Rep. Scott Tipton blows whistle on water rights
Rep. Scott Tipton, R-CO, is taking a stand for private property rights by urging USDA to reconsider implementing a permit condition to require the transfer of privately held water rights to the federal government in order to utilize National Forest System lands. Tipton expressed concern over the impact the requirement would have on water rights held by ski areas and ranchers.
Earlier this month, Tipton requested that Agriculture Secretary Tom Vilsack not allow the U.S. Forest Service to require the transfer of ownership of privately held water rights to the name of the U.S.
This would be considered a taking of property rights from Colorado water right holders, according to the Colorado Cattlemen’s Association (CCA).
“I have concerns with this requirement and the policies that underlie it, particularly to the extent that such water rights predate the creation of the Forest Service, in the case of grazing permits,” stated Tipton.
In the letter to Vilsack, Tipton writes, “Water rights established under state law are property rights for purposes of the Fifth Amendment to the United States Constitution. Congress has not delegated to the Forest Service the authority to require permittees to transfer ownership of water rights to the United States as a permit condition.”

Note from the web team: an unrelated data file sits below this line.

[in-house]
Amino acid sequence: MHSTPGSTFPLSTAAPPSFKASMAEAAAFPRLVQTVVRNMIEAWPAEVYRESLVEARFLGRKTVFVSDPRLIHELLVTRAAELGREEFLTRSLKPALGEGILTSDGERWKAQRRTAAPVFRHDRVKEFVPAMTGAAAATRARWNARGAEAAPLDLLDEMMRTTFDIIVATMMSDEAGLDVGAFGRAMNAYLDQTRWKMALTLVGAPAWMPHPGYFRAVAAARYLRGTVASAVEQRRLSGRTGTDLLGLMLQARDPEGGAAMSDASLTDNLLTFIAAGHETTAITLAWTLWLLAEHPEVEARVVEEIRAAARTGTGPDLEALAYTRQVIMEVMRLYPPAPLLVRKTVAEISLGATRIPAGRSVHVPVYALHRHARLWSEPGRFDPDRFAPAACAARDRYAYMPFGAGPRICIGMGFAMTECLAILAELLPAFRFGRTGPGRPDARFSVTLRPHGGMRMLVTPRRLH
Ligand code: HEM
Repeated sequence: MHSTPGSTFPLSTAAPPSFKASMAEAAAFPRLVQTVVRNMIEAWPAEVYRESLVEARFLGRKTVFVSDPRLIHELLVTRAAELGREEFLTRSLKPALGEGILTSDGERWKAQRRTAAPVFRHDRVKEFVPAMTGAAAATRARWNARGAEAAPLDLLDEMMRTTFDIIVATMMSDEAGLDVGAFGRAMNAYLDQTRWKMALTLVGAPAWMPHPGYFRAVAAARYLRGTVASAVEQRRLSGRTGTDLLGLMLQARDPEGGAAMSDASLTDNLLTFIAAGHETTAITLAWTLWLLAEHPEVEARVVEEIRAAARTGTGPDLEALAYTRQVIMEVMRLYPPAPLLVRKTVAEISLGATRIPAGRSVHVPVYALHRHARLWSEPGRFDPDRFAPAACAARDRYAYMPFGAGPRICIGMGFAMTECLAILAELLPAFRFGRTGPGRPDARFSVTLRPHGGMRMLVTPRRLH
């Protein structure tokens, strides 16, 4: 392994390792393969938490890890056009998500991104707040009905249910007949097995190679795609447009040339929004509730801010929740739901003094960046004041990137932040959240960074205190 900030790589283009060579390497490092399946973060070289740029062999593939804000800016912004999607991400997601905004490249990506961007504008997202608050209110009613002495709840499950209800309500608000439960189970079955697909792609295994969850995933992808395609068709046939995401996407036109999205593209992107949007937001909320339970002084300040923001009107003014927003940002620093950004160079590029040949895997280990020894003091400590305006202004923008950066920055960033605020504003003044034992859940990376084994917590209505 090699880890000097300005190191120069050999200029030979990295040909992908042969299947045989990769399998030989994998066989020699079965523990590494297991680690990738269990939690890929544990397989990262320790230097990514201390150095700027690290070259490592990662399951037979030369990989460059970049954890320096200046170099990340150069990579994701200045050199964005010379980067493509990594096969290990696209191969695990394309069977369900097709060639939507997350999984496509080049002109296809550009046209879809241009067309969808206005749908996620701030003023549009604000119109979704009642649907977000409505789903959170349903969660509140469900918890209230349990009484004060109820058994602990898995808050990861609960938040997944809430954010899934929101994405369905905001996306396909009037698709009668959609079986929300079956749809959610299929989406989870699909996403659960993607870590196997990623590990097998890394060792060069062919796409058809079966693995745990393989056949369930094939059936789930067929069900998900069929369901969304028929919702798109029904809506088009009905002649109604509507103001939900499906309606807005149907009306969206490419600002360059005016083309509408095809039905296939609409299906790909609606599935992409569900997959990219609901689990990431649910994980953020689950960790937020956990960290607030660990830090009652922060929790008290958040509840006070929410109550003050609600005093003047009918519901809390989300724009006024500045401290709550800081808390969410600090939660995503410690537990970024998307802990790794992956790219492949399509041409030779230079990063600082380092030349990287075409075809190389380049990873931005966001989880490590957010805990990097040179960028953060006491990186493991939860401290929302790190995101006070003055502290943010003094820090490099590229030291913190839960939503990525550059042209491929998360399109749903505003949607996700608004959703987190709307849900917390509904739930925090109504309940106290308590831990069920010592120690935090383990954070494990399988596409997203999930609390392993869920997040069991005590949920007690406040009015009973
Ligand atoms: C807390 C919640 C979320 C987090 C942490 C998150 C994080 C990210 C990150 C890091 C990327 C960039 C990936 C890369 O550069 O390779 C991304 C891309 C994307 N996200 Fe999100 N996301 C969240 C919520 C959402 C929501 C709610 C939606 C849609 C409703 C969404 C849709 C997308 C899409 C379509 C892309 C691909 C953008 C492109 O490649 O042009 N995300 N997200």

According to the Fifth Amendment of the U.S. Constitution, water rights established under state law are property rights.
The Report of the Federal Water Rights Task Force created pursuant to Section 389(D)(3) of P.L. 104-127 expressly concluded that:
“Congress has not delegated to the Forest Service the authority necessary to allow it to require that water users relinquish a part of their existing water supply or transfer their water rights to the United States as a condition of the grant or renewal of federal permits.”
“I have serious concerns that the agency intends to depart from this longstanding policy by virtue of its recent permitting decisions and related policies,” Tipton´s letter stated. — WLJ